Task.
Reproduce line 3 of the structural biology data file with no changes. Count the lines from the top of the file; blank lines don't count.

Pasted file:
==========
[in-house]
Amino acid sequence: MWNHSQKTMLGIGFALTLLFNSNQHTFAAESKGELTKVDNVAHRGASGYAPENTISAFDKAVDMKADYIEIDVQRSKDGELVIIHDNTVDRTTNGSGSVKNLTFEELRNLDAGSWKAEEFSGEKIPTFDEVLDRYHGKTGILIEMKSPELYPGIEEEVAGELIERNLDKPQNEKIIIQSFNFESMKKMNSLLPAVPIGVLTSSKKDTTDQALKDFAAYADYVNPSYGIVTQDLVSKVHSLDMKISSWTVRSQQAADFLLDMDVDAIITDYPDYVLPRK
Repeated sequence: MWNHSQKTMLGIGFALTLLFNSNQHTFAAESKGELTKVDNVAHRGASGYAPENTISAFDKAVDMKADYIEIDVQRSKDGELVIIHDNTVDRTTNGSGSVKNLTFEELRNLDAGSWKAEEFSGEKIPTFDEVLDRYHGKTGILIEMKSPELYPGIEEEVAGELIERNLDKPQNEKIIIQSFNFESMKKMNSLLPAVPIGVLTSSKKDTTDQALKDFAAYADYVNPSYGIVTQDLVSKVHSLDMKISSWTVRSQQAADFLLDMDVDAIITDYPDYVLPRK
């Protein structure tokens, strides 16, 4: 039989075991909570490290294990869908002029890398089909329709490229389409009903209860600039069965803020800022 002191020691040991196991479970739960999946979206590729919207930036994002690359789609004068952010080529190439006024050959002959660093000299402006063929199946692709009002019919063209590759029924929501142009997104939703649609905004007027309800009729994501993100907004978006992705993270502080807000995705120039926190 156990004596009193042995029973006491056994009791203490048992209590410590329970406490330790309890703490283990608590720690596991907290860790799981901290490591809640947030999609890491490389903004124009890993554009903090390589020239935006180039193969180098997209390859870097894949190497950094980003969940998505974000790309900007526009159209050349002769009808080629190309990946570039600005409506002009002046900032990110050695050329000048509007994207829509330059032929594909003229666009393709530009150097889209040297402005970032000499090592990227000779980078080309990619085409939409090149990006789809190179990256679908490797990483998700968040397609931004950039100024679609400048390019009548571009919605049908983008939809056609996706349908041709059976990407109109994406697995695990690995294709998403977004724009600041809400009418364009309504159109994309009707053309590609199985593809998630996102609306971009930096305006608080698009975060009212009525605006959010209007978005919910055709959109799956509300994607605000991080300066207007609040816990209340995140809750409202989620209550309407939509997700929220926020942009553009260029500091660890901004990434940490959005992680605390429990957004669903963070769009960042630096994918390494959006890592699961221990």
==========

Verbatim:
Repeated sequence: MWNHSQKTMLGIGFALTLLFNSNQHTFAAESKGELTKVDNVAHRGASGYAPENTISAFDKAVDMKADYIEIDVQRSKDGELVIIHDNTVDRTTNGSGSVKNLTFEELRNLDAGSWKAEEFSGEKIPTFDEVLDRYHGKTGILIEMKSPELYPGIEEEVAGELIERNLDKPQNEKIIIQSFNFESMKKMNSLLPAVPIGVLTSSKKDTTDQALKDFAAYADYVNPSYGIVTQDLVSKVHSLDMKISSWTVRSQQAADFLLDMDVDAIITDYPDYVLPRK